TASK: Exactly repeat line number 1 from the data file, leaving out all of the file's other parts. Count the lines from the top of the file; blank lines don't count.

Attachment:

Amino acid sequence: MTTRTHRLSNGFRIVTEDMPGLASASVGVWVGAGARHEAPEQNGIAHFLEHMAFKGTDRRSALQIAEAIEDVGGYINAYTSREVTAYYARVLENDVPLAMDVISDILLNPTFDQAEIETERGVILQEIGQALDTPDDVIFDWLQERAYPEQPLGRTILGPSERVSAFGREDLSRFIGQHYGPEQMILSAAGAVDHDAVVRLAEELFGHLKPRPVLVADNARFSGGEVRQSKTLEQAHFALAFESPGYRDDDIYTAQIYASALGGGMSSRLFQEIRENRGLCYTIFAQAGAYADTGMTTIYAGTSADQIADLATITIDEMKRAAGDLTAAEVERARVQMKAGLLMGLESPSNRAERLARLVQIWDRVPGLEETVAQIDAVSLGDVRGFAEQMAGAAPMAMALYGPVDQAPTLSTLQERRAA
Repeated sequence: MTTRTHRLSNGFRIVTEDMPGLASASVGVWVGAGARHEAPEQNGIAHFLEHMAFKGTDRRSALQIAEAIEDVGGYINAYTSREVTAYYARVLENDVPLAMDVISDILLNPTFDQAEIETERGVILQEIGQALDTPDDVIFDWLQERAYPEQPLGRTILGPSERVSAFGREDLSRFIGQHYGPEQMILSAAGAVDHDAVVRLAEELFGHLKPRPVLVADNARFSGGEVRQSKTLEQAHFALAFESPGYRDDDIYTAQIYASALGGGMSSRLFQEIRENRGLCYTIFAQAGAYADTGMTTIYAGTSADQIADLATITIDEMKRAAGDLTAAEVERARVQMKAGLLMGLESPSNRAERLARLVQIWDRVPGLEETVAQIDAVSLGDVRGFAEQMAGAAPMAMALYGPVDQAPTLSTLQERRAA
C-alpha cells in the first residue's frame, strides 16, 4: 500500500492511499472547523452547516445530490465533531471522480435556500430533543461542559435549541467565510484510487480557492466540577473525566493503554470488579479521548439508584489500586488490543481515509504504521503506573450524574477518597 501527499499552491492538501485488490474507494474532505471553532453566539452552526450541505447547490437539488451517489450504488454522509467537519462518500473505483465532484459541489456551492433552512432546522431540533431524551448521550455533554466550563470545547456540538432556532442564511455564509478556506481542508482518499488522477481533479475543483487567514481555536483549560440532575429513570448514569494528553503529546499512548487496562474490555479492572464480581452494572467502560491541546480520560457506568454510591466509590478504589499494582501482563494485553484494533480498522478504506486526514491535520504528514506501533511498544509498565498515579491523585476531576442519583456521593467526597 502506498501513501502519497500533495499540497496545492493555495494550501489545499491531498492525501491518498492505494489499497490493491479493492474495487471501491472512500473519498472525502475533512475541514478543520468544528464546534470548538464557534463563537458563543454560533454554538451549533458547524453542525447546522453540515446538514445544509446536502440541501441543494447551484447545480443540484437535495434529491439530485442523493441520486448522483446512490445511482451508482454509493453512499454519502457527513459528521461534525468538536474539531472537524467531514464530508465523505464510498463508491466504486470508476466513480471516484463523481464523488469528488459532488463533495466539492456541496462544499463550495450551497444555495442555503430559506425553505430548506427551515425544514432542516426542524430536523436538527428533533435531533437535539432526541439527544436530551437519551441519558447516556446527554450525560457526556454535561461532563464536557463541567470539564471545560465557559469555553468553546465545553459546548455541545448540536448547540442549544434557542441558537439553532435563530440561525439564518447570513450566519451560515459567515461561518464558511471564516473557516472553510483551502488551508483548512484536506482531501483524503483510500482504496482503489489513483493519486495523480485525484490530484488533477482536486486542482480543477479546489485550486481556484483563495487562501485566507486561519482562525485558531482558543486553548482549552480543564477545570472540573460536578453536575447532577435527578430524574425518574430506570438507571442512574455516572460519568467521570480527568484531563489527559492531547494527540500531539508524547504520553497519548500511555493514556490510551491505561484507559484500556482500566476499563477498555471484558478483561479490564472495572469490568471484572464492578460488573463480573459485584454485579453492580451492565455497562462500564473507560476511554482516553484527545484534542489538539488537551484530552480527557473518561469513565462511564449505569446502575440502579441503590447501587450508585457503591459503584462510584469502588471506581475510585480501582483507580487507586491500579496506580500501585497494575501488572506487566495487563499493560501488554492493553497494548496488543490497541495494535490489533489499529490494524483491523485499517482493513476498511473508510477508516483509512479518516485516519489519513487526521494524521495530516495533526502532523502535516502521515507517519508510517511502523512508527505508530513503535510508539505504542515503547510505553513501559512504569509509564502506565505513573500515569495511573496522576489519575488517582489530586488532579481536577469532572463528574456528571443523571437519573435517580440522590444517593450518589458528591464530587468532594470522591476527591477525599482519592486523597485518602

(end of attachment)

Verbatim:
Amino acid sequence: MTTRTHRLSNGFRIVTEDMPGLASASVGVWVGAGARHEAPEQNGIAHFLEHMAFKGTDRRSALQIAEAIEDVGGYINAYTSREVTAYYARVLENDVPLAMDVISDILLNPTFDQAEIETERGVILQEIGQALDTPDDVIFDWLQERAYPEQPLGRTILGPSERVSAFGREDLSRFIGQHYGPEQMILSAAGAVDHDAVVRLAEELFGHLKPRPVLVADNARFSGGEVRQSKTLEQAHFALAFESPGYRDDDIYTAQIYASALGGGMSSRLFQEIRENRGLCYTIFAQAGAYADTGMTTIYAGTSADQIADLATITIDEMKRAAGDLTAAEVERARVQMKAGLLMGLESPSNRAERLARLVQIWDRVPGLEETVAQIDAVSLGDVRGFAEQMAGAAPMAMALYGPVDQAPTLSTLQERRAA